woman hugging daughter

“Blood Doesn’t Matter”

A winning essay from our Brighter Future Scholarship contest

“Blood doesn’t matter. You’re family, that’s what matters.” The words came from my step-uncle. They were a warm blanket surrounding and reassuring me that there were people out there who loved me. I never expected to be standing over his open casket just months after that interaction. He died of an accidental heroin overdose. On that day of his funeral, at nearly 13 years of age, I was taught what mortality and the eventual result of drug use were. It was my first time seeing someone I cared for in such a state, but not the first that someone I loved had died of an overdose. I had randomly run into my aunt at the sobriety event, and a week later it was announced that she overdosed and died. I was inconsolable for months after her death, unable to wrap my head around how someone as accepting, loving, and generous as her could die. I would break down into a sob at the mentioning of her name. Even now, 7 years later, I still cannot forgive myself for not attending her memorial service.

Even during these devastating events I considered myself lucky. He left behind two daughters, ages 9 and 13, and she left behind a son of the same age. I am lucky because my own parents, themselves, are recovered drug addicts. That could have been them. A value that will always stand true for me is how much I love my parents. As I age, I learn more about their pasts and am able to look at my childhood from a more knowledgeable view. My parents were unable to reach their full potential due to addiction in their early adult lives and it follows them to this day. We were a family of 4 living off of a single income of 8.25 an hour. For 9 years of my life, we did not have running water and our electricity was secretly turned on. We had nothing but the love for each other to give us hope for a better future. Due to the absence of running water, my brother and I were rarely able to shower. We were bullied and mocked in school because of the way we smelled and lack of money. I can vividly remember in 5th grade when my teacher practically announced “Wow, your family must live in destitute!” to the entire class while checking off the list of supplies I did not have. I almost cried from embarrassment while kids around me let out quiet chuckles.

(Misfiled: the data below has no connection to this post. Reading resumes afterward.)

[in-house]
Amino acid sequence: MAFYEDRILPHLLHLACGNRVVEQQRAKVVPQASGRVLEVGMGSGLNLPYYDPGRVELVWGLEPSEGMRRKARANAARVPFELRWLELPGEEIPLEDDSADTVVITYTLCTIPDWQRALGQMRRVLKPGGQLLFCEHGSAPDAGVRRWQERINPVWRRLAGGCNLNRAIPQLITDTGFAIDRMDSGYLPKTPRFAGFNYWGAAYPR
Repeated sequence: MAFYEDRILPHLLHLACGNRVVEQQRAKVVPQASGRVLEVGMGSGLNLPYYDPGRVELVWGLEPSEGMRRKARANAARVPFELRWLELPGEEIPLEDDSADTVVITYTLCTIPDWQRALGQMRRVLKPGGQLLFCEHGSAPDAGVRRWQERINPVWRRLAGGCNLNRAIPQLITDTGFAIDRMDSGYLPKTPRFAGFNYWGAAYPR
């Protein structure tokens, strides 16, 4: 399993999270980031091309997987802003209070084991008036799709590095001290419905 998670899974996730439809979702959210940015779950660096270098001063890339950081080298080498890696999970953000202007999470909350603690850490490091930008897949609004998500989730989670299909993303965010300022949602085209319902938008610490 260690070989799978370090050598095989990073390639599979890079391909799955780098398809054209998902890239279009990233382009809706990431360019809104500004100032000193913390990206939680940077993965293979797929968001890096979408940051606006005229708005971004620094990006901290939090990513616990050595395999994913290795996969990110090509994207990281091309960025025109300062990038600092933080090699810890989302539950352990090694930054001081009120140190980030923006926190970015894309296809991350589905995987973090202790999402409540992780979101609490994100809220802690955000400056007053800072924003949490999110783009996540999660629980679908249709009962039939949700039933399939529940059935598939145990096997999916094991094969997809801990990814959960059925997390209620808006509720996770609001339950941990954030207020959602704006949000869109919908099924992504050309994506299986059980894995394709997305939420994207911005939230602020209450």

There were three instances where I had to flee from my decaying house to live with family friends at the threat of DHS taking me from my parents. No matter how dirty or how decrepit my childhood home was from leaking ceilings and holes in the roof, all I wanted was to go back home and be with my family. Looking back, no it was not an ideal situation to be raised in, but I was happy. The constant laughing, fun movie nights, and going to the public pool every single day are what made my childhood amazing. Growing up in a low-income area has its problems, but I wouldn’t be the person I am today without my neighborhood. The lifeguards at the public pool were our idols. They trained us to be first place winning, no apologies, butt-kicking swimmers. We ate, slept, and breathed swim team in the summer. It brought us a sense of pride and accomplishment. That experience inspired me to be a lifeguard and help young kids just like the lifeguards of my youth. The struggle sparked my passion and creativity which I express through dancing. The world of dance has opened me to many opportunities, like CAPA, the amazing school I attend now. Important resources and opportunities in under-resourced communities like those are what keep myself and other kids drug free. Weekly trips to the methadone clinic with my parents also kept me drug free. There I was able to interact with the incredibly smart psychologists and counselors who inspired me to study psychology while helping my parents and other clients in their sobriety.

It was at these clinics that I learned I am no better than the people around me struggling with addiction. There is a story behind every addiction and mistakes don’t make you a bad person, they make you human. Addiction isn’t permanent, with help you can overcome it. This scholarship will help me pursue my passion for psychology and study new treatments for people struggling with addiction to aid in the goal of creating a better, sober tomorrow so children won’t have to struggle like my family did.

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